Theater shooting defense lawyer clashes with psychiatrist

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Posted: Jun 18, 2015 5:56 PM
Theater shooting defense lawyer clashes with psychiatrist

CENTENNIAL, Colo. (AP) — James Holmes' lawyers are pointedly questioning whether a psychiatrist did enough to diagnose and treat Holmes before he carried out a deadly attack on a Colorado movie theater.

Defense attorney Rebecca Higgs sparred Thursday with Dr. Robert Feinstein (FYN'-steen), who met with Holmes twice at the request of another psychiatrist.

Holmes had sought treatment from the other psychiatrist because he said he was having homicidal thoughts and suffered from anxiety.

Feinstein said Holmes didn't let on that he was buying weapons and planning to kill people. Feinstein repeatedly said he didn't have enough evidence to have Holmes detained on a psychiatric hold.

Holmes pleaded not guilty by reason of insanity to charges of killing 12 people and injuring 70 in the July 2012 attack.

Prosecutors say he was sane and should be convicted and executed.

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The jury in the Colorado theater shooting trial will be allowed to hear emotional details from a survivor who was paralyzed and suffered a miscarriage in the attack and whose 6-year-old daughter was killed.

Judge Carlos A. Samour Jr. also ruled Thursday that prosecutors can show jurors a photo of the 6-year-old, Veronica Moser-Sullivan, but only for a few seconds.

Attorneys for gunman James Holmes had argued forcefully to severely limit the testimony of Veronica's mother, Ashley Moser, saying it would unfairly bias the jury because the details are so heart-wrenching and emotional. Veronica was the youngest to die in the shooting.

"The point of (showing Veronica's photo) is so Ashley will start crying, as would any mother," defense attorney Tamara Brady said. "Everyone in this courtroom will be heartbroken. ... That's the point of showing the picture."

Samour said jurors already saw Veronica's photo once.

"I'm going to allow the people to show it, but literally for 3 seconds," Samour said, using the legal term "people" for prosecutors.

Jurors were not in the courtroom during the arguments over Moser's testimony or when Samour announced his decision.

Samour agreed to bar some testimony, including Moser's last words to her daughter. He also limited the details she could relate about her struggle to recover, including relearning how to use a spoon and go to the restroom.

Moser is expected to testify Friday as prosecutors wrap up their case. Her account is certain to be an emotional conclusion to eight weeks of often dramatic testimony woven in with crime-scene evidence and statements from psychiatrists about Holmes' sanity.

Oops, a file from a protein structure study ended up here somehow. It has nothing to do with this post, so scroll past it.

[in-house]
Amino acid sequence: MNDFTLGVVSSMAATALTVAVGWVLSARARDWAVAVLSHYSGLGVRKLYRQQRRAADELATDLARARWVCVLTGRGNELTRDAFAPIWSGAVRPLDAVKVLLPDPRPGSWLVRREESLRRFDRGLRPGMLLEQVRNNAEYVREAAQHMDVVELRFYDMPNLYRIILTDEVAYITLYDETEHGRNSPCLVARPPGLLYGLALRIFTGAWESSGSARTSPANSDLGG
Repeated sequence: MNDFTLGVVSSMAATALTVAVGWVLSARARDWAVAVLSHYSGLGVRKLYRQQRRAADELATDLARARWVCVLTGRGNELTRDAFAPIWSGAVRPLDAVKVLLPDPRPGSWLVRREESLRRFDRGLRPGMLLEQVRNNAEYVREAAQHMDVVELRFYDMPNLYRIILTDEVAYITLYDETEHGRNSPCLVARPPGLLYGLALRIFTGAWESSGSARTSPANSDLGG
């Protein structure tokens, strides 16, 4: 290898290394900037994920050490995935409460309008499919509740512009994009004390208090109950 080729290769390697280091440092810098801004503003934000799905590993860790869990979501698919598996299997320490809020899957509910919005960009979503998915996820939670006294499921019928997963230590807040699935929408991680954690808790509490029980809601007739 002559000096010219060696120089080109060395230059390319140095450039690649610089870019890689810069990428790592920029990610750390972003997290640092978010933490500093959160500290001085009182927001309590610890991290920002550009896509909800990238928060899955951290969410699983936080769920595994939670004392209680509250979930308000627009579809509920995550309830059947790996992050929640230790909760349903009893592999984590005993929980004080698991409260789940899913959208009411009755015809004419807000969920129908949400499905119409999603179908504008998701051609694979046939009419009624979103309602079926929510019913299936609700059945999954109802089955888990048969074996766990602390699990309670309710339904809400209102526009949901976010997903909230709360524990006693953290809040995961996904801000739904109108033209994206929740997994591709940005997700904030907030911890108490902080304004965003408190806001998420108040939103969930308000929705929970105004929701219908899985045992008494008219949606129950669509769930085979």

Prosecutors are asking jurors to convict Holmes and sentence him to die.

Holmes has pleaded not guilty by reason of insanity to killing 12 people and injuring 70 during a midnight showing of a Batman movie on July 20, 2012. Of the injured, 58 were hit by gunfire and 12 were hurt in the scramble to escape.

Defense lawyers are scheduled to begin their case June 25. They told the judge they need two weeks. They want Holmes to be committed to the state mental hospital.

The defense on Thursday cross-examined Dr. Robert Feinstein, who testified that he believed Holmes could make rational decisions after a therapy session on June 11, 2012. Feinstein testified earlier that neither he nor another psychologist at the University of Colorado-Denver, where Holmes was a graduate student, had enough information about any threat of violence by Holmes to warrant placing a protective hold on him.

In his ruling Thursday, Samour said Moser could testify that she was excited to be pregnant, and that she left Veronica with a babysitter earlier on the day of the shootings while she got an ultrasound scan.

She also can testify that when she took Veronica to the theater, she was under the mistaken impression that the Batman movie, "The Dark Knight Rises," was a cartoon.

"I think Ms. Moser is entitled to explain why she brought a 6-year-old child to a midnight showing of a movie," Samour said. He said that when Moser realized it wasn't a cartoon, she thought, "Oh, my god. I hope Veronica won't be scared."

Moser also will be able to testify that when she was shot, she fell onto Veronica and couldn't tell if her daughter was breathing.

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Associated Press Writer Dan Elliott in Denver contributed to this report.